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Space to Think, a new book celebrating ten years of the Dublin Review of Books More Information 

Remarkable Birds

Mark Avery
Thames and Hudson
Book Cover


We share the Earth with more than 10,000 species of birds. They soar over the highest peaks and skim over the ocean waves. Their songs fill the rainforests and yet we also wake to their melodies in the middle of our biggest cities. Almost every human who has ever lived has probably seen or heard a bird almost every day. The presence of birds has been a comfort to travellers, a tonic for the ill and a delight to many as they go about their busy lives.

We like birds: we feel serenaded by their songs, we marvel at their mastery of the air, we approve of their attention to their young, and, in certain cases, we think they taste delicious too. And birds seem to treat us with respect - as we approach them they usually fly away rather than attack us or stand their ground. Some mammals may eat us, some snakes may bite us and some insects may sting us, but most birds look pretty, sound melodious and gener­ally defer to us as we go through life. Birds are easy companions for us and can amuse and soothe us.

We also experience the world in a similar way to many birds, which adds to our feeling of kinship. Birds are creatures of sight and sound, as are we, whereas most of our fellow mammals' sensations are dominated by smell and touch. We admire the bright, sometimes gaudy plumage of many male birds, and realize that so do the females of those species, and we delight in the brilliance of the finest avian songsters, and appreciate that those songs are sending messages to other birds. Birds build nests that are their tempo­rary homes, and raise their young by guarding them from danger, keeping them warm and feeding them. They please us, intrigue us and sometimes astonish us with what they can achieve.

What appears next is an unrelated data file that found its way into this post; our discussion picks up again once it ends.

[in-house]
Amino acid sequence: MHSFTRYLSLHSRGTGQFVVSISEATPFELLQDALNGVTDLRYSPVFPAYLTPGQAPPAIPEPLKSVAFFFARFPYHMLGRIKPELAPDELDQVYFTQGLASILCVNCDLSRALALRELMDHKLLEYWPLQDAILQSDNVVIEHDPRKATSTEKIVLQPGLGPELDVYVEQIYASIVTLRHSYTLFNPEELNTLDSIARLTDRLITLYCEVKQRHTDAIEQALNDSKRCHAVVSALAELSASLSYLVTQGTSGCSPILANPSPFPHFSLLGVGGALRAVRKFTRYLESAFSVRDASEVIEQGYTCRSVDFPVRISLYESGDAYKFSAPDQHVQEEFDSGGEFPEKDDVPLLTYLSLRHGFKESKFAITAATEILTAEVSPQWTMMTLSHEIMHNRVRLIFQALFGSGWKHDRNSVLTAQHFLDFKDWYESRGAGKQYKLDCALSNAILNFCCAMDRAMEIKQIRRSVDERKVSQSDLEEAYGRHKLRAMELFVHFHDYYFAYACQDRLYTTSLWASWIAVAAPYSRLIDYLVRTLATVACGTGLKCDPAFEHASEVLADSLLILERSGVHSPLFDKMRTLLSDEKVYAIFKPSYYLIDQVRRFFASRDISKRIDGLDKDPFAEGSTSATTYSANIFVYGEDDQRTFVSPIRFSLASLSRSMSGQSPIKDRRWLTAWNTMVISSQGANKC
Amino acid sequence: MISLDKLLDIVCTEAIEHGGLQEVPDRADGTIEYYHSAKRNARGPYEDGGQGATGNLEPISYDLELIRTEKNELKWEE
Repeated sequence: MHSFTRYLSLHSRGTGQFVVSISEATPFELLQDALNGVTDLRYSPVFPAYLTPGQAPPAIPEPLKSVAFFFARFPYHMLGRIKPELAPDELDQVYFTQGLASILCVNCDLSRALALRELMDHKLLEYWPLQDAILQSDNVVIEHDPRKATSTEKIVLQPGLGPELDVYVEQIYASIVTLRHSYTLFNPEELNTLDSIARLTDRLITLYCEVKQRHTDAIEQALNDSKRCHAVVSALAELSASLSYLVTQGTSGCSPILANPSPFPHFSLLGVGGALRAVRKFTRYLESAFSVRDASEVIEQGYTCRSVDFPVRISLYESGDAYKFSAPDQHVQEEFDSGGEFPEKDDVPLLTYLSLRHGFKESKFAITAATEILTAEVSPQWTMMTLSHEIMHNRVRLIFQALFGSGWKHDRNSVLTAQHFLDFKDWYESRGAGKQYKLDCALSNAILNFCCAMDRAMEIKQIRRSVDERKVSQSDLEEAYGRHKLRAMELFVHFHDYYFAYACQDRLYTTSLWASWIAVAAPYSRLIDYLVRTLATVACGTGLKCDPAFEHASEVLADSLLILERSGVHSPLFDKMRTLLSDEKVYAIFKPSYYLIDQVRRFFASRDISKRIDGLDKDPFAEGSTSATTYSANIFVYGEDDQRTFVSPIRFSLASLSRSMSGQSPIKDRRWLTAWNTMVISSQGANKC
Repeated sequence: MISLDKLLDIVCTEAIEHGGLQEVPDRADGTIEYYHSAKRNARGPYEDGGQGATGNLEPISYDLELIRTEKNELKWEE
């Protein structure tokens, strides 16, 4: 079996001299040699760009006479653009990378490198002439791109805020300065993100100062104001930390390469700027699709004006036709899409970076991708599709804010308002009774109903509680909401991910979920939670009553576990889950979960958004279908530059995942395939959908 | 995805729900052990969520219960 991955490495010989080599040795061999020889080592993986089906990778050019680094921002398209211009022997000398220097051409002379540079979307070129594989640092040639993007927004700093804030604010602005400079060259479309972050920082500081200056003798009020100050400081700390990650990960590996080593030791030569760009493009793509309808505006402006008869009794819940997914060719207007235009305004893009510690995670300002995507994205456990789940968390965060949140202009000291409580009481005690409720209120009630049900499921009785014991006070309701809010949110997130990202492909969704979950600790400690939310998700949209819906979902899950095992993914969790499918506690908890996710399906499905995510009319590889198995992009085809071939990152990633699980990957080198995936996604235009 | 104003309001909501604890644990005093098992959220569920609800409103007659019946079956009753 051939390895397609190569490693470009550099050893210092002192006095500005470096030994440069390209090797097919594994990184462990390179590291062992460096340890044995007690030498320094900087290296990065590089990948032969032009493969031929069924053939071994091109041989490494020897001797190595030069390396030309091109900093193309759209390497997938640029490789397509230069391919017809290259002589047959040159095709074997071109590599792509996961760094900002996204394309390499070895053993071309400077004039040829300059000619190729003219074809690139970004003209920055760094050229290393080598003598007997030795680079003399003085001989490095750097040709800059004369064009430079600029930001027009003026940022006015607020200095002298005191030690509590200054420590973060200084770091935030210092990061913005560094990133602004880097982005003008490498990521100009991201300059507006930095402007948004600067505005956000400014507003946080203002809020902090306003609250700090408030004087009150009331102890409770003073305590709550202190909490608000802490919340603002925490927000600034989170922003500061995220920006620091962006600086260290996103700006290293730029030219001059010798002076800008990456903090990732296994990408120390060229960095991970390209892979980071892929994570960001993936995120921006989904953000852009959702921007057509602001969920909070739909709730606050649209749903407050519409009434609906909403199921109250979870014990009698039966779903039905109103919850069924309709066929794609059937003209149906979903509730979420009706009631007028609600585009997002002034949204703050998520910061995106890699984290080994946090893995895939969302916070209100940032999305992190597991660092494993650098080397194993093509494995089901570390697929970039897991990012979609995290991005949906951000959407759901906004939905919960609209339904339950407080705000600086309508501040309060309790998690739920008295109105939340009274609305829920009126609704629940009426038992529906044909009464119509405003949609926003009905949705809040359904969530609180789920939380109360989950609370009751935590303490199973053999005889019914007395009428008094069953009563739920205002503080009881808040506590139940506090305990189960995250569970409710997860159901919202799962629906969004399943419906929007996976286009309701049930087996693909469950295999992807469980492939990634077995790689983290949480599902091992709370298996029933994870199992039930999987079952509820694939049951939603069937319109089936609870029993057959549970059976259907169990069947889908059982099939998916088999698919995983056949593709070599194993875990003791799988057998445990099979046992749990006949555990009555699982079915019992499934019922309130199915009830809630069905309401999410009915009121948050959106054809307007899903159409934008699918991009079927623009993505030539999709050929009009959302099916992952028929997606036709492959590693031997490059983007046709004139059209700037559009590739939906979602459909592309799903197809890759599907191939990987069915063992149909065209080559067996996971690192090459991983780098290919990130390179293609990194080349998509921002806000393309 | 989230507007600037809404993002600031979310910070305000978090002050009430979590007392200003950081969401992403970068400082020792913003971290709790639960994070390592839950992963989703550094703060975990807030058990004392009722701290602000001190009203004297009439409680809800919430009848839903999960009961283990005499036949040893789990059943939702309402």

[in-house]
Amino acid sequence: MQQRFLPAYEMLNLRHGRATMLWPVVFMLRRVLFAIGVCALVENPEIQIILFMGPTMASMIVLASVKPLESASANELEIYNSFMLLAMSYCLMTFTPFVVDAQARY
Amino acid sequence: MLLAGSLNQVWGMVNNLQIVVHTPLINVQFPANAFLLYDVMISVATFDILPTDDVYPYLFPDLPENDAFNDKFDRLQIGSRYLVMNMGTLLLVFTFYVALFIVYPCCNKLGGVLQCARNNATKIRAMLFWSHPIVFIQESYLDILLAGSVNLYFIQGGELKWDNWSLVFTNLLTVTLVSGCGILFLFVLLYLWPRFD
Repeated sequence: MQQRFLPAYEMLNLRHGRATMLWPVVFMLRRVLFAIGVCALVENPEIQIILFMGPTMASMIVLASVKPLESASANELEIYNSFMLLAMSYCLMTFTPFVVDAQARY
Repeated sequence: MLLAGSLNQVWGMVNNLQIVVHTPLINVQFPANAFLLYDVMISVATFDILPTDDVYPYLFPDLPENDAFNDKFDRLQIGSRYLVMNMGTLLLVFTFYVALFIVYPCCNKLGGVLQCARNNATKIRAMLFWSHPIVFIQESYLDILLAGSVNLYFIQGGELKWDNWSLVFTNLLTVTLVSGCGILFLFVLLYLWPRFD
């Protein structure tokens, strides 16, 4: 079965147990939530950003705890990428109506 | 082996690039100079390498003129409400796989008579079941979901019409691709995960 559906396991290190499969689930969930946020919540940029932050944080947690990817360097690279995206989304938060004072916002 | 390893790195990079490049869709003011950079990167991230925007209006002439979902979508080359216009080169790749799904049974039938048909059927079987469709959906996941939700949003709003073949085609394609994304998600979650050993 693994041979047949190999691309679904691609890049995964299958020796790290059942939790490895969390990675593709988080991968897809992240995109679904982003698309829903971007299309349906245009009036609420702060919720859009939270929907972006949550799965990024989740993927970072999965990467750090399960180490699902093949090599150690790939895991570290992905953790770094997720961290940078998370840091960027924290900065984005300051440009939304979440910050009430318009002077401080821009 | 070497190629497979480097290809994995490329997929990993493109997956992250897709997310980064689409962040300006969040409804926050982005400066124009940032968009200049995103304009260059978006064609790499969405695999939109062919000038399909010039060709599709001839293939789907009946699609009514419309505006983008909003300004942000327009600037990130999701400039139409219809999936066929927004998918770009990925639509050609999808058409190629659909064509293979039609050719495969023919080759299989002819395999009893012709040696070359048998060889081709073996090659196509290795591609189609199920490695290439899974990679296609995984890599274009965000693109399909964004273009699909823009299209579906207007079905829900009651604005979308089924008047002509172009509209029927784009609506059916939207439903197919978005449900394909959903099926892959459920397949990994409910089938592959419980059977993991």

Birds evolved from dinosaurs - in fact we can think of them as feath­ered dinosaurs. The fossil Archaeopteryx (from archaios, meaning 'ancient', and pteryx, meaning 'feather' or 'wing'), discovered in Germany in 1861, dates from around ijo million years ago. This early bird, which was 50 cm (20 in.) long, was covered in feathers and had broad wings and tail.

It was warm-blooded and could certainly glide, and perhaps fly weakly as well; its small breastbone suggests that its flight muscles would not have been very well developed. Other proto-bird fossils have now also been identified, which push back the first known fossil feather to 160 million years.

In those 160 million years, birds have radiated into the 10,000-plus species we see, and hear and love today. The largest surviving bird species is the Ostrich, which inhabits the plains of Africa and Arabia. It is taller than a human and, at 100 kg (220 lb), is fifty thousand times heavier than the small­est bird, the Bee Hummingbird, which weighs in at a little below 2 g (0.07 oz).

The polar wastes support very few birds - although birds have been seen at both the North and South Poles - while the tropical regions are richest in bird species. South America hosts 36 per cent of all land-bird species, Africa 21 per cent and Southeast Asia another 18 per cent. These figures are reflected in the numbers of bird species found in individual countries. Colombia, far from the largest country on Earth (in fact only twenty-sixth largest), has more bird species than any other - more than 1,800 - and its much larger neighbours, Peru and Brazil, are second and third on the list.

Every one of these bird species on our planet is remarkable in its own way, and here we have space to cover only around 67 of them. These are grouped into eight categories so that we can explore certain themes and connections in our apprecia­tion of, and relationship with, birds, and linger over aspects of their lives in greater detail in order to celebrate them more fully. Of course, many could have fitted into more than one of our categories.